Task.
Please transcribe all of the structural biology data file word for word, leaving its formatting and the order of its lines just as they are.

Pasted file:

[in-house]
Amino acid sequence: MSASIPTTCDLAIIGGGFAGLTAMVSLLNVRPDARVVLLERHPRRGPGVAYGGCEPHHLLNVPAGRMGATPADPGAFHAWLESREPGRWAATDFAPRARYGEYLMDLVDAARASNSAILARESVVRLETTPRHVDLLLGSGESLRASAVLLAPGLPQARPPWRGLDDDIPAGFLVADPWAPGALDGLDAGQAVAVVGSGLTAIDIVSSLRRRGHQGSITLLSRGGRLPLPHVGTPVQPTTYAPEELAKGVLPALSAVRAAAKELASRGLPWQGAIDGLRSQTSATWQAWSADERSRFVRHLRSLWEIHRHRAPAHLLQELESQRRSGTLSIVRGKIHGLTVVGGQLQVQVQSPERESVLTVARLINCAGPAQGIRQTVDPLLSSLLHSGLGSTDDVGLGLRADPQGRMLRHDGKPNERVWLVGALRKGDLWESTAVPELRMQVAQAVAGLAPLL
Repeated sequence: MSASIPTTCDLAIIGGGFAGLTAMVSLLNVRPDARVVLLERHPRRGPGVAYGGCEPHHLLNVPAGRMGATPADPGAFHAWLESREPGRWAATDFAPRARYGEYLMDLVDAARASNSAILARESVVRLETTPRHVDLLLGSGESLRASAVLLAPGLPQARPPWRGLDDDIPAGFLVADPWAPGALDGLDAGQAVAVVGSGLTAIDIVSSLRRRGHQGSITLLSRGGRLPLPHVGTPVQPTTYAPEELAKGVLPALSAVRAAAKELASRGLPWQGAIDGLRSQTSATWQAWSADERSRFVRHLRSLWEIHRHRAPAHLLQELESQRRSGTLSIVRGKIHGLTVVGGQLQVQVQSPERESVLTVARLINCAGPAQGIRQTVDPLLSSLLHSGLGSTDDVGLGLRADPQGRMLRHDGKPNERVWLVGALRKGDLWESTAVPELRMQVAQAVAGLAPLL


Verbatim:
[in-house]
Amino acid sequence: MSASIPTTCDLAIIGGGFAGLTAMVSLLNVRPDARVVLLERHPRRGPGVAYGGCEPHHLLNVPAGRMGATPADPGAFHAWLESREPGRWAATDFAPRARYGEYLMDLVDAARASNSAILARESVVRLETTPRHVDLLLGSGESLRASAVLLAPGLPQARPPWRGLDDDIPAGFLVADPWAPGALDGLDAGQAVAVVGSGLTAIDIVSSLRRRGHQGSITLLSRGGRLPLPHVGTPVQPTTYAPEELAKGVLPALSAVRAAAKELASRGLPWQGAIDGLRSQTSATWQAWSADERSRFVRHLRSLWEIHRHRAPAHLLQELESQRRSGTLSIVRGKIHGLTVVGGQLQVQVQSPERESVLTVARLINCAGPAQGIRQTVDPLLSSLLHSGLGSTDDVGLGLRADPQGRMLRHDGKPNERVWLVGALRKGDLWESTAVPELRMQVAQAVAGLAPLL
Repeated sequence: MSASIPTTCDLAIIGGGFAGLTAMVSLLNVRPDARVVLLERHPRRGPGVAYGGCEPHHLLNVPAGRMGATPADPGAFHAWLESREPGRWAATDFAPRARYGEYLMDLVDAARASNSAILARESVVRLETTPRHVDLLLGSGESLRASAVLLAPGLPQARPPWRGLDDDIPAGFLVADPWAPGALDGLDAGQAVAVVGSGLTAIDIVSSLRRRGHQGSITLLSRGGRLPLPHVGTPVQPTTYAPEELAKGVLPALSAVRAAAKELASRGLPWQGAIDGLRSQTSATWQAWSADERSRFVRHLRSLWEIHRHRAPAHLLQELESQRRSGTLSIVRGKIHGLTVVGGQLQVQVQSPERESVLTVARLINCAGPAQGIRQTVDPLLSSLLHSGLGSTDDVGLGLRADPQGRMLRHDGKPNERVWLVGALRKGDLWESTAVPELRMQVAQAVAGLAPLL